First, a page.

My husband, the agronomist, spends his day working the soil. He has an uncanny way of knowing the condition of the soil. When he drives the John Deere 7530, working ground, he will often stop the tractor just to reach his weathered hands into the earth to feel it. If the soil feels ready, “he sows seeds,” if the soil proves deficient for sowing, he amends the soil to get it ready for sowing. Always laboring the soil.
Fatherhood is sowing heart seeds and shepherding hearts.
Fatherhood is preparing the heart-soil of children. William Shakespeare declared, “It is a wise father that knows his own child.” Just like the farmer knows his soil, a father knows the condition of the heart of his children. A farmer never abandons his field; he works with the soil until it’s ready for sowing. He fertilizes to improve the richness, so when the seeds fall into the earth; they explode with readiness. Fathers, the sowers, toil with hearts, preparing “good soil to produce good grain.”
Fatherhood is for sowing heart- seeds. Just as the farmer painstakingly prepares the soil for sowing, a father nurtures heart soil for kingdom work. Heart-soil that is fertile for the gospel. Soil that will grow and be ready for harvest.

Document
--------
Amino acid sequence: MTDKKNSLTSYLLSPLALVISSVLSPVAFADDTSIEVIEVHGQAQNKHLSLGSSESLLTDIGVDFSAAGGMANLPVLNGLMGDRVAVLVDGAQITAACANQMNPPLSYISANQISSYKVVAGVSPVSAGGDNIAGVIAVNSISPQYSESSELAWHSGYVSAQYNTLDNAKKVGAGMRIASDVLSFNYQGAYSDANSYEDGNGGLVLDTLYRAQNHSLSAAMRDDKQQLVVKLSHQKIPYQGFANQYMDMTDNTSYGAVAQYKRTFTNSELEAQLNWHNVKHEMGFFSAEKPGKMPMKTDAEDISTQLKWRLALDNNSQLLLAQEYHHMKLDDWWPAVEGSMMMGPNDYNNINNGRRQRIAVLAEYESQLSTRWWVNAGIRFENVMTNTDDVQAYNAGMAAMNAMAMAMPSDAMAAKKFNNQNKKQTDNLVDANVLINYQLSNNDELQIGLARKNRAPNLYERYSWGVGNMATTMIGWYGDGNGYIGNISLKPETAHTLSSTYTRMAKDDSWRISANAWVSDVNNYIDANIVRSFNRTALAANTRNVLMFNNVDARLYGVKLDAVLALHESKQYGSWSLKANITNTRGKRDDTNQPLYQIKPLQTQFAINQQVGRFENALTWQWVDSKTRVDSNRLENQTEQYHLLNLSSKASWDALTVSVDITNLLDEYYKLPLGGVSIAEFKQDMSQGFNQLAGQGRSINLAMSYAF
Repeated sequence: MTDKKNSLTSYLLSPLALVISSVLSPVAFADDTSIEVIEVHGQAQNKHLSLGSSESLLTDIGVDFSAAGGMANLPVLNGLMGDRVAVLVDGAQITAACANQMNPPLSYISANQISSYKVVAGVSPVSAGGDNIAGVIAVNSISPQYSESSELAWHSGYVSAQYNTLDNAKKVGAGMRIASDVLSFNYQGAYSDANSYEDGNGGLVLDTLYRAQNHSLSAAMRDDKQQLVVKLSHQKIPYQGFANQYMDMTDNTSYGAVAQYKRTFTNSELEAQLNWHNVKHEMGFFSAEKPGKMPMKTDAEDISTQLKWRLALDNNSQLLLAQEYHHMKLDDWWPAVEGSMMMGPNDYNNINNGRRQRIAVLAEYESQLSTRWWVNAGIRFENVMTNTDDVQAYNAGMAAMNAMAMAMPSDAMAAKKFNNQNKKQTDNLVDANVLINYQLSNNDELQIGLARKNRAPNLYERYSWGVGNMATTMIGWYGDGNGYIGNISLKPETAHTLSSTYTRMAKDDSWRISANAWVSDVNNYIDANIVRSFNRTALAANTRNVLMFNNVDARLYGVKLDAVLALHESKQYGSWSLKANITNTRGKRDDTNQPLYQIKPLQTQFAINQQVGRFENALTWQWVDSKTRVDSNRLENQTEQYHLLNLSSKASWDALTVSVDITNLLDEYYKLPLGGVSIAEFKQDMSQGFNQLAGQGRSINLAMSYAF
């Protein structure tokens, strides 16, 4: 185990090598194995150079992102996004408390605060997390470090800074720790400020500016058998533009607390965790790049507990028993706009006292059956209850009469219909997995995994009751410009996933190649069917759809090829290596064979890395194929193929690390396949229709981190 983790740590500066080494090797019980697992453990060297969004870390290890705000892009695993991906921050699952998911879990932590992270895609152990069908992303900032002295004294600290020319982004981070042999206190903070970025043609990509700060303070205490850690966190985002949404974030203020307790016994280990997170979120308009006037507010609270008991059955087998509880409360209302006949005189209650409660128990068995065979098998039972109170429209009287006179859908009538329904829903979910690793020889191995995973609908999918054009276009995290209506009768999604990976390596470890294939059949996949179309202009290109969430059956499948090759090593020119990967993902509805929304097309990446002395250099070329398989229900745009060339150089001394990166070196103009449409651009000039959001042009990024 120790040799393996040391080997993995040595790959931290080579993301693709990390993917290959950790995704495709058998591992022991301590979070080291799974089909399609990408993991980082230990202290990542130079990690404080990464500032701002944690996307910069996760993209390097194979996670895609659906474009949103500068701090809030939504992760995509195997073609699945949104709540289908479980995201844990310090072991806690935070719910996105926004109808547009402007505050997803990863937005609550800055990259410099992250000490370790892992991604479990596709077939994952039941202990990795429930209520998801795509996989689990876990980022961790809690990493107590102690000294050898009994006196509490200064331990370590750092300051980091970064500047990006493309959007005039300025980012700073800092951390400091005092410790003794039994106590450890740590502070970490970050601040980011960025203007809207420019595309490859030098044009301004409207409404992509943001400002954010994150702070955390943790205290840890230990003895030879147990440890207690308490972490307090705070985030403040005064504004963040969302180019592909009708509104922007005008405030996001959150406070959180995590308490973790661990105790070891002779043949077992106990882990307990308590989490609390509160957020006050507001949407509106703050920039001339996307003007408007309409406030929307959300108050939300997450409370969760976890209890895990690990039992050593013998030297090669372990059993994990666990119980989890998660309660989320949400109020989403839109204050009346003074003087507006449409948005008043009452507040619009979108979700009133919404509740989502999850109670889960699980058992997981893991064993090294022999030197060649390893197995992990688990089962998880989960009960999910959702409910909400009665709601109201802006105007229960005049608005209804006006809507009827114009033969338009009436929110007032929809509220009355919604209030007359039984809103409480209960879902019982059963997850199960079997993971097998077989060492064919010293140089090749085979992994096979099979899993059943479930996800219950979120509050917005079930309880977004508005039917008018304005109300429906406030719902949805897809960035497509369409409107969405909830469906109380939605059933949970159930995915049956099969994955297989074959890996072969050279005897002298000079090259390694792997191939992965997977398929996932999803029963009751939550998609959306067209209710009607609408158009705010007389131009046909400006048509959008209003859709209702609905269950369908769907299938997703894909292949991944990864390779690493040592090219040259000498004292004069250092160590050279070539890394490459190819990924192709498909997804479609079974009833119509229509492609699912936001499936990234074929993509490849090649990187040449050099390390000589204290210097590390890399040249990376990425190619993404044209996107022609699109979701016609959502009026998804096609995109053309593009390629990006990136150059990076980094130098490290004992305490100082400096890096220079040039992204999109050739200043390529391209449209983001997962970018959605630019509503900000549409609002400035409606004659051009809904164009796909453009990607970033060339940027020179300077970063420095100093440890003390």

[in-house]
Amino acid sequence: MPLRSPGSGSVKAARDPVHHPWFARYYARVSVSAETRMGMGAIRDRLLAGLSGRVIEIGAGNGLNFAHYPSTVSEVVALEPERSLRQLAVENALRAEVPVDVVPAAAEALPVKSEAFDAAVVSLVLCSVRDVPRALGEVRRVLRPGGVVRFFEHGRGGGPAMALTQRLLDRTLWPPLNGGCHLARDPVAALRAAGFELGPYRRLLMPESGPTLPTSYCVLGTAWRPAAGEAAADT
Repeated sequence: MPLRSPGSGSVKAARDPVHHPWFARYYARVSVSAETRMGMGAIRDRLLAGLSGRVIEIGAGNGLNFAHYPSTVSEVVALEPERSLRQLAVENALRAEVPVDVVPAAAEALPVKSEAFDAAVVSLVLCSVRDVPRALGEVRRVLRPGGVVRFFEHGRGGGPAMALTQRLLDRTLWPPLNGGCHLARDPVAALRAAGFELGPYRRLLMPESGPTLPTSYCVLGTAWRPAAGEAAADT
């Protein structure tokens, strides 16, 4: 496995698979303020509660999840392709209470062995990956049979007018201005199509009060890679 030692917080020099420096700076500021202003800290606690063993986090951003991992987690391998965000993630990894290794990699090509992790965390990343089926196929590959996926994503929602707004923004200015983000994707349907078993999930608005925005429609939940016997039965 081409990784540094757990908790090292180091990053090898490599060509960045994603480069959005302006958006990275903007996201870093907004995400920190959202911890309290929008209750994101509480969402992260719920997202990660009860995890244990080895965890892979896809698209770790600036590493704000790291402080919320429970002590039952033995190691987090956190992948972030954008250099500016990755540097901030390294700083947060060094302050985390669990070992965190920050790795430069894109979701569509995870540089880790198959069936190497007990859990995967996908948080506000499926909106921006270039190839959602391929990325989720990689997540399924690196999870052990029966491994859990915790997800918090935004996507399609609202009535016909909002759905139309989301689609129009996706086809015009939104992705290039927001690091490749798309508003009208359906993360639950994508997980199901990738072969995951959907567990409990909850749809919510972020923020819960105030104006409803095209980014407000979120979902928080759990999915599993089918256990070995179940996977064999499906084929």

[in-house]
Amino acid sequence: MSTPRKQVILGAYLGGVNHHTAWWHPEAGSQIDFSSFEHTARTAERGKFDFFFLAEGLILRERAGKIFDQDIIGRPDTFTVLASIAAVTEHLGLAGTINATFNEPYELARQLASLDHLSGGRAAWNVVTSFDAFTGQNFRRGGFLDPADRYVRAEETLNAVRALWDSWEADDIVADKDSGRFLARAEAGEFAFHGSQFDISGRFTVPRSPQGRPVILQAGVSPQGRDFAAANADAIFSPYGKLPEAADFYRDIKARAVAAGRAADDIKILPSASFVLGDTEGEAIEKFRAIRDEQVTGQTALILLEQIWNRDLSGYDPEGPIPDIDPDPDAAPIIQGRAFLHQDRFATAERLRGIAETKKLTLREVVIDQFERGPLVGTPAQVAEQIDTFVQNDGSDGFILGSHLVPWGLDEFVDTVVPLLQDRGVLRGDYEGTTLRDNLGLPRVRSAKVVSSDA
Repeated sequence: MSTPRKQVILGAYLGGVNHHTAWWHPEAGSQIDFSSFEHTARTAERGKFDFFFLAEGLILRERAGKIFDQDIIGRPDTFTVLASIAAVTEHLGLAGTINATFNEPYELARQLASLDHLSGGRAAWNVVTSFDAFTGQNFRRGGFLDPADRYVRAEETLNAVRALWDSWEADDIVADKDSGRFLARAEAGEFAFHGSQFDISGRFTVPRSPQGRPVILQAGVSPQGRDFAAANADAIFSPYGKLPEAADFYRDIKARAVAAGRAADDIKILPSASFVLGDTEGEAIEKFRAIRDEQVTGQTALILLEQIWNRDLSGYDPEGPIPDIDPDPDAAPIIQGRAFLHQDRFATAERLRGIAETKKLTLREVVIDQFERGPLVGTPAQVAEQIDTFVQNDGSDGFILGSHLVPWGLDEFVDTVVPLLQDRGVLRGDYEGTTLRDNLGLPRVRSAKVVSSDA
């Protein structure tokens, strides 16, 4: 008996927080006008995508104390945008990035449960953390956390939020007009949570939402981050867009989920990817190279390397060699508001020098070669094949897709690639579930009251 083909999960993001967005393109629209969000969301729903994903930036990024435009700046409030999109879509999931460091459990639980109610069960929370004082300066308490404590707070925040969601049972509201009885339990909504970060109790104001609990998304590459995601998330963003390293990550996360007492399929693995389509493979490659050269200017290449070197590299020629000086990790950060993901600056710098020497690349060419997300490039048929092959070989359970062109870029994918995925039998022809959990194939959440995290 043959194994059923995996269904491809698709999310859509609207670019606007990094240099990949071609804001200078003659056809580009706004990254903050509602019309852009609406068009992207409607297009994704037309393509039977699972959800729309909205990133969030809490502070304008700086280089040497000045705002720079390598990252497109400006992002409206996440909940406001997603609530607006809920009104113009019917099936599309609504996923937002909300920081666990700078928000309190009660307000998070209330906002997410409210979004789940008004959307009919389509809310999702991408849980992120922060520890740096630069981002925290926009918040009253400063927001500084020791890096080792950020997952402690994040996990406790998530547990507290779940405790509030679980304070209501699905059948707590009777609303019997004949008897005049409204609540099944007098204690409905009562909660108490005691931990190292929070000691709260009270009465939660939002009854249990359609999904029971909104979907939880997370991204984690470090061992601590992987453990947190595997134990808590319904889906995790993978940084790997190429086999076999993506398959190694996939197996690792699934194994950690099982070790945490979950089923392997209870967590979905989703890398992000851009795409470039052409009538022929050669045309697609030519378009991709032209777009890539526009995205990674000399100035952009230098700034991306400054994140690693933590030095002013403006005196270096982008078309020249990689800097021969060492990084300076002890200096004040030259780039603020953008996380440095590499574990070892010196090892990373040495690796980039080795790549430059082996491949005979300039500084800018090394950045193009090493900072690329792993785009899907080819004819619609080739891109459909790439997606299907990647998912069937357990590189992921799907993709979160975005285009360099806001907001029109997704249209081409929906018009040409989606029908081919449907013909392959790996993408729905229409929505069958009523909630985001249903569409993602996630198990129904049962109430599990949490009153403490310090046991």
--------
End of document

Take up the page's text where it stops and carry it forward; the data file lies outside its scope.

Farmers protect their crops from weeds that would suffocate life from the seedling. Likewise, heart-sowers empower their children with gospel instruction, teaching them life lessons of sowing and reaping. Heart lessons that strengthen and fortify to fight the weeds of foolishness, pride, to recognize wickedness, to hear and understand the Word so that he will bear good fruit and produce a high yield.
Fatherhood is shepherding. Also on our farm we have sheep and like most sheep they know the voice of the one who provides the food and the one who offers shelter and protection. Fathers who shepherd feed children gospel food. Food that nourishes the heart. Fathers who shepherd instruct the heart to submit to the Supreme Shepherd, the Divine Protector who offers heavenly protection.
The heart-sower and the shepherd father point children to the “centrality of the gospel” (Dr. Tedd Tripp). The gospel that offers redemption for seeds that fall on rocky soil or for the lamb who strays from the herd.
As I ride down my rural road and view the acres of healthy crops which will soon be a bountiful harvest, I am reminded of how it all began with a seed carefully placed in healthy soil.